This “random book” (see below)turned up a winner. I enjoyed it quite a bit.
As I understand it, this is actually the middle of a “Canadian Trilogy” by the author. The books are set in Canada but they do not share characters. The Museum Guard is set in Halifax in the awkward and tension filled pre-WWII 1930’s. The story centers on the Glace Museum and the characters whose lives center around it. The narrator is DeFoe Russet a guard at the Glace (hence the title). DeFoe’s parents died in a Zeppelin crash and his uncle Edward, who helps him get his guard job, raised him. The tension grows out of DeFoe’s unique relationship to Imogen Linny and her unique relationship with reality. It all centers around a Dutch painting: Jewess on a Street in Amsterdam. . The plot takes a few interesting twists and turns as tensions mount and relationships are strained to the breaking point. I won’t give anymore away because among other things it is a bit of a mystery; wondering what will happen is part of the intrigue.
The beauty of DeFoe’s narrative is how true and real his “voice” seems; how he pulls you into his life and the life of the community simply by relating events. The prose is sparse and taunt and even a little dark or drab. It weighs heavy on you, the tension and hardness of his life. This continues until late in the book when his pent up emotions and tensions finally explode. This tension and somber tone reflects the mood of the late inter-war period. I am certainly no expert on 1930’s Nova Scotia but I would bet he has captured the mood. The foreboding and growing presence of Hitler is a constant backdrop to the interpersonal tensions in the novel. The characters seemed trapped in their lives and yet they can feel the changes happening in the world and they know sooner or later those events will collide with their world. The tautness of the feelings are a reflection of the inability to prevent the tragedies that seem destined to overtake their daily lives. They want to escape their lives and control their own destinies but when they finally do so, there actions have serious consequences.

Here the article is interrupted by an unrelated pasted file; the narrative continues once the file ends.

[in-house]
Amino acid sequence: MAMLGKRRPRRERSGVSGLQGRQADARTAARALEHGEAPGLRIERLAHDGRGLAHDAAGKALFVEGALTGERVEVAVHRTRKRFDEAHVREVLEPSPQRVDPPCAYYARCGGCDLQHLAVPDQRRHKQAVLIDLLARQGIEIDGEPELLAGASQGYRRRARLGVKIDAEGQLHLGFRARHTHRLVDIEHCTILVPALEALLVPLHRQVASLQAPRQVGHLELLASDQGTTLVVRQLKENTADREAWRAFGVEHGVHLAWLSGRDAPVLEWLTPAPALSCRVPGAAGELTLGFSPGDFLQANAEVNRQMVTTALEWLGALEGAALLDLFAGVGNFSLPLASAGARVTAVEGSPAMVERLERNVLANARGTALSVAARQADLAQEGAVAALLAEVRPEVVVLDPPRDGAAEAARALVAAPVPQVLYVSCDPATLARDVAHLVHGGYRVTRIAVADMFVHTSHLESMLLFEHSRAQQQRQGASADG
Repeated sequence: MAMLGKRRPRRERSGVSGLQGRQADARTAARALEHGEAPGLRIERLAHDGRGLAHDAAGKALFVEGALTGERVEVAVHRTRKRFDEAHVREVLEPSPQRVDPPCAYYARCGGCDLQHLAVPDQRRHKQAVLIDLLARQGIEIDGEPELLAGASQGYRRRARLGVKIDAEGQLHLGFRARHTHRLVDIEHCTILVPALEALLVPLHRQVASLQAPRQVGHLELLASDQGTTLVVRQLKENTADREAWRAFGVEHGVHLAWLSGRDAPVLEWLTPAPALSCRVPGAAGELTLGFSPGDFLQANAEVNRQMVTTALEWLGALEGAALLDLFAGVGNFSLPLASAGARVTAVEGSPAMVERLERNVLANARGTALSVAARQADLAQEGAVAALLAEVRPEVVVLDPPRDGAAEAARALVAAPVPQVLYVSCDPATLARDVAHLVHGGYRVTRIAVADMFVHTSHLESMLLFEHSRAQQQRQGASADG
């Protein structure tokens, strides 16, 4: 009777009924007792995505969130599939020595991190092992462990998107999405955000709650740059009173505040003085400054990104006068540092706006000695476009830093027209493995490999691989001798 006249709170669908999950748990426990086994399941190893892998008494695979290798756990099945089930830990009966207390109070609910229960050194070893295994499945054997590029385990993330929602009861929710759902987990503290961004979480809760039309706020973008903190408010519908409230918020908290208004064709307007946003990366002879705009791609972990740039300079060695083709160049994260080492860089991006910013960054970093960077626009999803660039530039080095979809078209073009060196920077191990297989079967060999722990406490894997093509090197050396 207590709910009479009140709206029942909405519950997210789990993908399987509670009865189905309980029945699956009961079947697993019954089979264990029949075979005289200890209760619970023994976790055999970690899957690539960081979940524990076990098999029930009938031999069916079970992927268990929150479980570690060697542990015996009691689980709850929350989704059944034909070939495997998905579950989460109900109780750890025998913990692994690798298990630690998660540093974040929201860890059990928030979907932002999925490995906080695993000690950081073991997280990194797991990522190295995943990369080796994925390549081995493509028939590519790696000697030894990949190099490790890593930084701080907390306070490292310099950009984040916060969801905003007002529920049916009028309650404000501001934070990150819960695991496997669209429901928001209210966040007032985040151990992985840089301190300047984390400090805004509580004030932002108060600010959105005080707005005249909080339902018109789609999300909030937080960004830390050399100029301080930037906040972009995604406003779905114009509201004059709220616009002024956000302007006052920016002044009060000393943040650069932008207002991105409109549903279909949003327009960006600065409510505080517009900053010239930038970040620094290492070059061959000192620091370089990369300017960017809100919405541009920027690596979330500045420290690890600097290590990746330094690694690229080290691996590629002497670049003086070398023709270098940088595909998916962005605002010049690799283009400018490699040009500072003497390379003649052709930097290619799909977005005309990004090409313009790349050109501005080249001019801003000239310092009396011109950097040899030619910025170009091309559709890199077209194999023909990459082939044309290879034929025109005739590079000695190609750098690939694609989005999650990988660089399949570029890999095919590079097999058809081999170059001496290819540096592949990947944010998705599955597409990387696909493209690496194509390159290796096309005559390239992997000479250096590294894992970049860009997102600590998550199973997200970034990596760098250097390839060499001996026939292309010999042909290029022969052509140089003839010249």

The Museum Guard was a fascinating and enjoyable read, a meditation on identity and self-knowledge. It is, however, sparse and subtle not fast paced and choke full of thick description. It reflects its setting: the cold but bracing weather of the north rather than the hot and sultry south or the sunny and easy pace of the west. If that style, that atmosphere, intrigues you then you might enjoy The Museum Guard. I certainly did.